BUSHWICK — He'll bring pernil, platano and a pro-Trump message right to your doorstep.
Jose Peralta, a deliveryman for the Bushwick Dominican restaurant Alex Luncheonette, is so into making America great again that customers in the neighborhood are calling him "The Trump Guy."
He comes to work at the Knickerbocker Avenue eatery each day with his fire engine-red Trump baseball cap and a pin from the president's campaign. The battered Toyota Corolla he zips around the neighborhood in is plastered with bumper stickers for Trump and the far-right website InfoWars.
"They tell me I was the only one in Brooklyn that supported Trump," he said. "I'm one of the few who have the courage to express themselves."
Peralta, 40, who moved to the city from the Dominican Republic as a child, said he was swayed to Trump's camp with promises of economic growth, jobs and leadership from someone outside the political establishment.
He knows he's not about to convince Bushwick residents, who voted overwhelmingly for Hillary Clinton, to back their president. Instead, he wants to inspire them to talk about the issues.
"Just to socialize, just to communicate with my neighborhood, to start a conversation," he said. "This made it possible to start that conversation, then we can talk about the economy, jobs."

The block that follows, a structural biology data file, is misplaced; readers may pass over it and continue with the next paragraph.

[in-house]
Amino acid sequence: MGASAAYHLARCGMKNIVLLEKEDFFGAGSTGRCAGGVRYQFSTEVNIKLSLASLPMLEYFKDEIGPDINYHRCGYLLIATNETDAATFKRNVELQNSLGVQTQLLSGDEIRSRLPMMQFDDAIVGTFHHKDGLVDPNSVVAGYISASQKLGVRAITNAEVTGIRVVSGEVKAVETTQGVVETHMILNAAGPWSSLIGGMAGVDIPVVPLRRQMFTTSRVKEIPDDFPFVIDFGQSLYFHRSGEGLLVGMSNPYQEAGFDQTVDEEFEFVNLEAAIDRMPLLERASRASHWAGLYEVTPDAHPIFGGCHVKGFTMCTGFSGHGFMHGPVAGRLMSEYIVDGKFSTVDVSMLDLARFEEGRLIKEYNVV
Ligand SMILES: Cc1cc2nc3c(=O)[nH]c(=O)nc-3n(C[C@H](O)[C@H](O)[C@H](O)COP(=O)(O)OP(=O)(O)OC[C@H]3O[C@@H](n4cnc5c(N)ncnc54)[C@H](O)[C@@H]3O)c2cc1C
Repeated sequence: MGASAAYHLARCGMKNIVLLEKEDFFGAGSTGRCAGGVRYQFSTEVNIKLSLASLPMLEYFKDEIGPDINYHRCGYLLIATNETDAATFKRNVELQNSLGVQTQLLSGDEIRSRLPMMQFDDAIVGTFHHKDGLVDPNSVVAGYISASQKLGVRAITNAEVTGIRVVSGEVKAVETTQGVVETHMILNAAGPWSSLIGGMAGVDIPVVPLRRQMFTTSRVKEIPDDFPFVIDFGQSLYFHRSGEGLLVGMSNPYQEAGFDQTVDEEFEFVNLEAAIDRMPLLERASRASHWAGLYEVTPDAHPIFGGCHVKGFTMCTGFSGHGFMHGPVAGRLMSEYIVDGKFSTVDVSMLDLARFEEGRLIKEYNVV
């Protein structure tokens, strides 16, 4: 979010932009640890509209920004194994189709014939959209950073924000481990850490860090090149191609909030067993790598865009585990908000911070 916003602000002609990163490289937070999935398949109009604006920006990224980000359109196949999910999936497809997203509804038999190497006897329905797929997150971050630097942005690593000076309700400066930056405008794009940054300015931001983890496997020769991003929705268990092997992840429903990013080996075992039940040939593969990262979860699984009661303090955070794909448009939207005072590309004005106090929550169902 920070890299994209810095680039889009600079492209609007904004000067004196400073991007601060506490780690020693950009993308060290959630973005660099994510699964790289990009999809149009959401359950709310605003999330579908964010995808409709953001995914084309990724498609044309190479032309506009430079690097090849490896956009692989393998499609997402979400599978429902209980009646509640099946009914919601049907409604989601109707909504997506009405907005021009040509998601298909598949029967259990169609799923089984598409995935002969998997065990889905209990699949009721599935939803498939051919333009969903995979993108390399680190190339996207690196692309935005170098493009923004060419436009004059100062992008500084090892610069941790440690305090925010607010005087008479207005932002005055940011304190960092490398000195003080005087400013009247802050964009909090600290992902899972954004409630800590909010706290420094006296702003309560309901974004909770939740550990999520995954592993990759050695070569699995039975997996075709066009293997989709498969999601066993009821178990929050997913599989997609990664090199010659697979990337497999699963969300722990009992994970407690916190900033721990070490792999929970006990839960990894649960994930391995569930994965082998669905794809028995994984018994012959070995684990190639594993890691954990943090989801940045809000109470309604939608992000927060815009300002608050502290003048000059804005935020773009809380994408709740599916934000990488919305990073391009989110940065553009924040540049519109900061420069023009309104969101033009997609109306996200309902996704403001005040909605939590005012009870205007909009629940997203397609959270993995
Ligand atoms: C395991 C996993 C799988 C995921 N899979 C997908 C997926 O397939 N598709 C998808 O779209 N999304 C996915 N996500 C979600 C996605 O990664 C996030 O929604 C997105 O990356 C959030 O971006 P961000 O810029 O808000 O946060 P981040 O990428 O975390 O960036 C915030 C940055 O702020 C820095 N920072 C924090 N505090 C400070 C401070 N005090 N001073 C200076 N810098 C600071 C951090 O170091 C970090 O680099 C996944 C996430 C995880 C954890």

Seeing a delivery guy roll up with his Trump admiration so proudly on display earns mixed reactions, and some people he serves even call him crazy.
"They dig in their heels. These are the ones, they don't see the good, they only see the negative," Peralta said, adding he that relays pro-Trump news — sharing, for example, how the Japanese company SoftBank pledged to invest $50 billion in the U.S. and bring 50,000 jobs.
"It's going to be a long eight years for them," he said about those who don't share his optimism.
Others have admitted they, too, agree with some of Trump's ideas, he said.
Javier Rodriguez, a manager at Alex Luncheonette whose family has run the business for the last 21 years, said they don't endorse Peralta's political beliefs, but feel he has the right to express them.
"Everyone has the right to choose, whether I agree with it or not," Rodriguez, 32, said. "That's what our country is founded on."
When asked about the derogatory words Trump has used to describe Mexicans, women and other groups, Peralta concedes maybe his idol is a little harsh.
"I think he should maybe word it differently," he said. "The language might be inappropriate."
As he dropped off an order on Starr Street Tuesday afternoon, passersby stopped to chat with him — proof that if Peralta's goal is to start conversations, it's working.
"I respect you for wearing that hat," a passerby said. "It's hard to have your own opinion."